Because these interventions are so normalized, we forget that having to impose these sorts of security measures is bad. These measures make Jewish life worse -- less open and more stressful, less accessible and more cloistered. Does anybody think that the ideal synagogue experience is like this? They may nonetheless be necessary because of the dangers Jews face -- but that's just it: they are reflective of Jews being a persecuted minority who are regularly targeted with violent threats and assaults. What does it mean to cross-apply them to the context of public elementary schools? It's saying that every 5 - 11 year old in America is as vulnerable as a member of the minority group that is, per capita, the most common target of hate crimes in the country! That's terrible! That should be seen as a catastrophe! If that is indeed the state of being a student in America, that is an appalling failure!

The title of this post is deliberately provocative. Jews should not have to live like this either. We should be able to live our communal life open and without fear, not looking over our shoulders for the next active shooter. But we've resigned ourselves to an inability to eliminate the root cause of our problem, antisemitism. We can't do it on our own, and broader society is not interested in investing the effort to make the project a success. So stuck with the reality of persistent violent antisemitism, at least over the medium term, these measures are suboptimal ameliorations of the consequences of our continued marginalization.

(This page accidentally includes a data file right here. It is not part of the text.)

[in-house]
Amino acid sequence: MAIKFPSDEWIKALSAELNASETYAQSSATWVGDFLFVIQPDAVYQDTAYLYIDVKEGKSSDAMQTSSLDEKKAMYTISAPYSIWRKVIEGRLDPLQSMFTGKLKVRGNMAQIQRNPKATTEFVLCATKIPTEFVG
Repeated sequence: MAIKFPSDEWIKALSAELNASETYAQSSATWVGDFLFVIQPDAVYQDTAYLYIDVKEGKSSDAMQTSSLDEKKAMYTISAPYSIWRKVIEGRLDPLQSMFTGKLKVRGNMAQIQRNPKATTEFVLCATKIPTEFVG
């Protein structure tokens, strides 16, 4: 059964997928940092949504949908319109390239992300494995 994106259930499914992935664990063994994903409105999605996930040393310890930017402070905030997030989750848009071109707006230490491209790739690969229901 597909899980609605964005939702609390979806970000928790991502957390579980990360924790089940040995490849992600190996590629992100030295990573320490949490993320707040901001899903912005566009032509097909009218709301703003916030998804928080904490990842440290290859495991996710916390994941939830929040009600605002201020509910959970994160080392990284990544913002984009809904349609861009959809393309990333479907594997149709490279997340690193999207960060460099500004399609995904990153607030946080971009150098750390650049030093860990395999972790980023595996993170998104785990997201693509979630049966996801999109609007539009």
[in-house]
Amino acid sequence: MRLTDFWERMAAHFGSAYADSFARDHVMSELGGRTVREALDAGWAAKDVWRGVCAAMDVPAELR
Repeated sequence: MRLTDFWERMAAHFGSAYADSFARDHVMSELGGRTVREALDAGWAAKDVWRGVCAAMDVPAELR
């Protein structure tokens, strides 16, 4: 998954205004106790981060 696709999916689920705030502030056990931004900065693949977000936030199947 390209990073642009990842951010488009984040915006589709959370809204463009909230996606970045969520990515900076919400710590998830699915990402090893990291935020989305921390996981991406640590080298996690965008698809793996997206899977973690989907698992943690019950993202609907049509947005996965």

If schoolchildren are in the same boat, that must mean we've reached the same conclusion for them: as a polity, we just have given up on our ability to actually eliminate the threat to schoolchildren. We cannot be bothered to make the social and political investments necessary so that the status of schoolchildren is not analogous to that of a persecuted minority regularly targeted by violent threats. We have resigned ourselves to that level of vulnerability for our children, and now just seek to ameliorate the effects. That is appalling. It is appalling that Jews are forced to accept this; and it is a perverse form of justice that this quiescence be extended to every family with minor children.

I do not claim that the experiences of the Jewish community cannot be helpful in building out better security for public schools, in this decidedly suboptimal world where we have apparently decided to just accept this terrible vulnerability as a baseline. But we should not lose sight of the fact that if our experiences are even analogous -- what a striking indictment that is of our society. People should not have to live like this.